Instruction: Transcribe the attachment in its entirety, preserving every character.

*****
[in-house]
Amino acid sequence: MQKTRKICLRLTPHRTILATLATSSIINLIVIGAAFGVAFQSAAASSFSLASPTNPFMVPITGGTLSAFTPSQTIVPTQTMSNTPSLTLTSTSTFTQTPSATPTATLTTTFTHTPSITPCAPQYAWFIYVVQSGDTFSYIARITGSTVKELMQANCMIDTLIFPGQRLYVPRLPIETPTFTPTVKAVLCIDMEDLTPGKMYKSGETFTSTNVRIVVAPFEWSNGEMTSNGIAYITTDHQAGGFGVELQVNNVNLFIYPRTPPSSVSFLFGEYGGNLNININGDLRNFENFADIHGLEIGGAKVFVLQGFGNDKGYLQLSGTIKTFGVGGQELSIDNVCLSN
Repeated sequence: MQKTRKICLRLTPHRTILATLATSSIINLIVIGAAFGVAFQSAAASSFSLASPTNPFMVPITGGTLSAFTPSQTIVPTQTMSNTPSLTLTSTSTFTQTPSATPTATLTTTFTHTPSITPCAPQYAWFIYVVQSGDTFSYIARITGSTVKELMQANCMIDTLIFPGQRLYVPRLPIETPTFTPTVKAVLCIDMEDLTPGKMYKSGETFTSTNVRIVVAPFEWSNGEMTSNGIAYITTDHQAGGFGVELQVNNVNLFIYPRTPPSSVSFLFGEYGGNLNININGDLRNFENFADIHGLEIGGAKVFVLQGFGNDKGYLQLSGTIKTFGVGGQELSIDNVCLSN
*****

[in-house]
Amino acid sequence: MQKTRKICLRLTPHRTILATLATSSIINLIVIGAAFGVAFQSAAASSFSLASPTNPFMVPITGGTLSAFTPSQTIVPTQTMSNTPSLTLTSTSTFTQTPSATPTATLTTTFTHTPSITPCAPQYAWFIYVVQSGDTFSYIARITGSTVKELMQANCMIDTLIFPGQRLYVPRLPIETPTFTPTVKAVLCIDMEDLTPGKMYKSGETFTSTNVRIVVAPFEWSNGEMTSNGIAYITTDHQAGGFGVELQVNNVNLFIYPRTPPSSVSFLFGEYGGNLNININGDLRNFENFADIHGLEIGGAKVFVLQGFGNDKGYLQLSGTIKTFGVGGQELSIDNVCLSN
Repeated sequence: MQKTRKICLRLTPHRTILATLATSSIINLIVIGAAFGVAFQSAAASSFSLASPTNPFMVPITGGTLSAFTPSQTIVPTQTMSNTPSLTLTSTSTFTQTPSATPTATLTTTFTHTPSITPCAPQYAWFIYVVQSGDTFSYIARITGSTVKELMQANCMIDTLIFPGQRLYVPRLPIETPTFTPTVKAVLCIDMEDLTPGKMYKSGETFTSTNVRIVVAPFEWSNGEMTSNGIAYITTDHQAGGFGVELQVNNVNLFIYPRTPPSSVSFLFGEYGGNLNININGDLRNFENFADIHGLEIGGAKVFVLQGFGNDKGYLQLSGTIKTFGVGGQELSIDNVCLSN